The first half of this CD (Screaming Life EP) is ideal early Soundgarden–a little rough around the edges, but it has some good metal tracks (“Hand of God” has some of the best guitar solos) and trademark Chris Cornell wailing, like in “Entering,” “Tears to Forget,” and “Nothing to Say,” though the middle song sounds more like AC/DC. However, the remaining half of this CD (Fopp EP) is pretty short and skippable, though “Fopp” is an unexpectedly fun song, both versions. Even though “Screaming Life/Fopp” is one of my least listened to Soundgarden CDs, it’s still worth checking out if you’re a diehard Soundgarden fan.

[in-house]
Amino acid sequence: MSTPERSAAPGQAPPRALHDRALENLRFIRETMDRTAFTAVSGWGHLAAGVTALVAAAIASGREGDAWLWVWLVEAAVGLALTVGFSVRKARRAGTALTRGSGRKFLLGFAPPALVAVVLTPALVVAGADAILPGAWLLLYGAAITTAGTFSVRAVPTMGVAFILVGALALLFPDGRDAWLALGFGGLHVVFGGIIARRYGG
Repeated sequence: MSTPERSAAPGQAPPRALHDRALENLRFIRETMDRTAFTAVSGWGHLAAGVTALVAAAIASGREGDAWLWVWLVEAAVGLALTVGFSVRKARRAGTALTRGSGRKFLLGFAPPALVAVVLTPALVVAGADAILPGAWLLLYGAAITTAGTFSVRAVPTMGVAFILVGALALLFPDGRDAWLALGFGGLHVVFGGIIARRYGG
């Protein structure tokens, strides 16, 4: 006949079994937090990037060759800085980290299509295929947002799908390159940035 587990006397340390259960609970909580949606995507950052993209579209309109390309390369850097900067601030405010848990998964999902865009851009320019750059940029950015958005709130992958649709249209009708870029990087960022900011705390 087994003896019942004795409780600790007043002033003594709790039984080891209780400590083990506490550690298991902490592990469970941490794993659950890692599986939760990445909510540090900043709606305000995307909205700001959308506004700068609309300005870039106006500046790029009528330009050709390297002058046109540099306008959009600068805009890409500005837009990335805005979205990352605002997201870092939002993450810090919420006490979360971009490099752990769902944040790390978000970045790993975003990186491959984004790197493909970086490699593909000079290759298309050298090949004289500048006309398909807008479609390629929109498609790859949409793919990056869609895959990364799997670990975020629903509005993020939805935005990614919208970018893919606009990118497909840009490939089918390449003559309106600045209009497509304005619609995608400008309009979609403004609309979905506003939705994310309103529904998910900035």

Perhaps not the ideal release for those who are yet uninitiated with Soundgarden, in my opinion the best band to emerge from the Seattle crucible in the late 80s/early 90s, but nonetheless a worthwhile purchase given the price. Seemingly against the grain of opinion from earlier reviews, I prefer the Fopp EP over Screaming Life – Fopp itself being one of my favourite Soundgarden songs and criminally left off the ‘A-sides’ compilation (which is puzzling given the fact that it was an A-side track, though the A-side ‘My Wave’ from superunknown was treated similarly).If you are new to Soundgarden, then I suggest you begin with ‘A-sides’ or, if like me you are averse to buying greatest hits albums, then Superunknown. If you own all the other albums and are are still passionate about the music, for the price Screaming Life/Fopp is a worthwhile purchase.